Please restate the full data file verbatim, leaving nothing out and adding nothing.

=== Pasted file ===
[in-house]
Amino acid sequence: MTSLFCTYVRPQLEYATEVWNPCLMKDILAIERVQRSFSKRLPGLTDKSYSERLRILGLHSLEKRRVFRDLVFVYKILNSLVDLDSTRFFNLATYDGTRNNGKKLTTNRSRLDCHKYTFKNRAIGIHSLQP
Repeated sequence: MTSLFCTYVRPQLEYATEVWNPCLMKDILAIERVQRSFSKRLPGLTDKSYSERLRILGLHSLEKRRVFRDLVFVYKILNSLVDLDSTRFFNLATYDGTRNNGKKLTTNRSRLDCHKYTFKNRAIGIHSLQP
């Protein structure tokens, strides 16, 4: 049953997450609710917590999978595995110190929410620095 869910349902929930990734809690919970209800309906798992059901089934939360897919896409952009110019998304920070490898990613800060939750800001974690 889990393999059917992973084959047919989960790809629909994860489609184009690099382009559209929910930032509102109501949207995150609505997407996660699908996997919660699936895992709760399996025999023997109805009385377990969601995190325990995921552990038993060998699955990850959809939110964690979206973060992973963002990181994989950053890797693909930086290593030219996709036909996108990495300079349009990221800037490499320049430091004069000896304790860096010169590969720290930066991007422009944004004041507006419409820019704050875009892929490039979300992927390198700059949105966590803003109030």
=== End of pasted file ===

[in-house]
Amino acid sequence: MTSLFCTYVRPQLEYATEVWNPCLMKDILAIERVQRSFSKRLPGLTDKSYSERLRILGLHSLEKRRVFRDLVFVYKILNSLVDLDSTRFFNLATYDGTRNNGKKLTTNRSRLDCHKYTFKNRAIGIHSLQP
Repeated sequence: MTSLFCTYVRPQLEYATEVWNPCLMKDILAIERVQRSFSKRLPGLTDKSYSERLRILGLHSLEKRRVFRDLVFVYKILNSLVDLDSTRFFNLATYDGTRNNGKKLTTNRSRLDCHKYTFKNRAIGIHSLQP
């Protein structure tokens, strides 16, 4: 049953997450609710917590999978595995110190929410620095 869910349902929930990734809690919970209800309906798992059901089934939360897919896409952009110019998304920070490898990613800060939750800001974690 889990393999059917992973084959047919989960790809629909994860489609184009690099382009559209929910930032509102109501949207995150609505997407996660699908996997919660699936895992709760399996025999023997109805009385377990969601995190325990995921552990038993060998699955990850959809939110964690979206973060992973963002990181994989950053890797693909930086290593030219996709036909996108990495300079349009990221800037490499320049430091004069000896304790860096010169590969720290930066991007422009944004004041507006419409820019704050875009892929490039979300992927390198700059949105966590803003109030």